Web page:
Pages Navigation Menu

Does your mother love you: Get three sources;
Is the Verification Handbook useful: Check it out

Share

As scholastic media and their advisers move more to online media and use more social media as a reporting tool, verification remains a critical issue.

Enter the Verification Handbook, a product of Poynter’s Craig Silverman and American Copy Editors Society (ACES) Merrill Perlman.

Subtitled “A definitive guide to verifying digital content for emergency coverage” it comes across as a thorough, easy to use and authoritative tool for our students to use as they grow into digital and social media reporting.

Here are some highlights:
Verification Fundamentals: Rules to live by
This segment by Steve Buttry stresses verification basic principles and basic strategies to implement them.
Case studies
In each of the segments, case studies show real examples of how verification works and suggests tools to make it so.
Verifying user-generated content
As scholastic journalism increasingly makes use of social media and tests crowd sourcing, verification techniques become essential. This segment gives a 4-step process for verification. Examples abound.
Verifying images and verifying video
These chapters offer a series of questions to ask before students use images from outside their staffs. Verification is at the core of the information.

In all, there are 10 chapters and an appendix full of good advice and suggestion. Since the materials are aimed at humanitarian professionals as well as journalists, it way seem information is too detailed or often not direct enough.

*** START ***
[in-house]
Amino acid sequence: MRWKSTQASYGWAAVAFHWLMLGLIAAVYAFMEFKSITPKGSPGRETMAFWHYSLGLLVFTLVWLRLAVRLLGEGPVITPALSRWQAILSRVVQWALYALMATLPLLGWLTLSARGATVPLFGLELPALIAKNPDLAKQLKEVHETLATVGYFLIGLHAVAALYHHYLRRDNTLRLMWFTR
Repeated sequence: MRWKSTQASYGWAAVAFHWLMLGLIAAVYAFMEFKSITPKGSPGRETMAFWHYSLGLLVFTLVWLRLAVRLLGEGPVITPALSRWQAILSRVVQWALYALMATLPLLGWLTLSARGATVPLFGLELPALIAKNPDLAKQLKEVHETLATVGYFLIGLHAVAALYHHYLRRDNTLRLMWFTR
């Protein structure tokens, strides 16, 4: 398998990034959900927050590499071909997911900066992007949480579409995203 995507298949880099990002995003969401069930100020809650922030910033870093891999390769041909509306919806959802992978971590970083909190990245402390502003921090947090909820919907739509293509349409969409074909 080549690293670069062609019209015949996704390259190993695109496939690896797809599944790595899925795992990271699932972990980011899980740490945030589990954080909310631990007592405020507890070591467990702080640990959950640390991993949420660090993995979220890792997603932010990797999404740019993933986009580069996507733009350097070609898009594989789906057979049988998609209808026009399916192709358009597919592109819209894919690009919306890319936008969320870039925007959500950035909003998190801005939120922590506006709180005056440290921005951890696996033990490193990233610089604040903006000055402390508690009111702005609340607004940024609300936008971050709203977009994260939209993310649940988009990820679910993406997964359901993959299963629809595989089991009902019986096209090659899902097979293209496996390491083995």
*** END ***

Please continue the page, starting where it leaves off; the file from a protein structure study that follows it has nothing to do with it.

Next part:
Not so.

All is usable, at least in ethical and concept approaches and mostly in practical terms. Chapter 10, verification tools, is worth an intensive look.

The Verification Handbook even has an online self-directed training course from The Poynter Institute that sounds incredibly helpful. The only issue is, at least for scholastic journalists, the course comes with a $29.95, unlike the substantial of excellent journalism training courses from Poynter.

While that might be a deterrent for scholastic and collegiate students, it is easily accessible for instructors. If it is at all comparable with other Poynter online courses, it would be worthwhile. Check the course’s info out at http://www.newsu.org/courses/verification

Right now, it is available in online format at http://verificationhandbook.com/ only, but its authors say PDF,eBook and print versions are soon to follow.

Similar to the Verification Handbook, the Scholastic Press Rights Commission has additional  teaching materials on verification and its related issues:
Another resource for teaching verification
http://jeasprc.org/another-resource-for-teaching-verification/
Knowing what is what: Is it editorial content or is it advertising
http://jeasprc.org/knowing-what-is-what-is-it-editorial-content-or-is-it-advertising/
Sifting through the sources: How to really know which source has the ‘truth’
http://jeasprc.org/sifting-through-the-sources-how-to-really-know-which-source-has-the-truth/
Constitution Day 2013 teaching materials and lessons
http://jeasprc.org/constitution-day-2013-teaching-materials-and-lessons/
Comparing sourcing, and verifying stories, in print, digital media
http://jeasprc.org/comparing-sourcing-and-verifying-stories-in-print-digital-media/
Effective and complete use of sources
http://jeasprc.org/effective-and-complete-use-of-sources/
Evaluating the use of anonymous sources
http://jeasprc.org/evaluating-the-use-of-anonymous-sources/
Practice sensitivity in your reporting
http://jeasprc.org/tweet19-practice-sensitivity-in-your-reporting/
Ethics in the eye of the storm: Keep your live coverage error-free
http://jeasprc.org/ethics-in-the-eye-of-the-storm-keep-your-live-coverage-error-free/

One Comment

  1. Can you add an image so we can add this to Pinterest?

Leave a Comment

Your email address will not be published. Required fields are marked *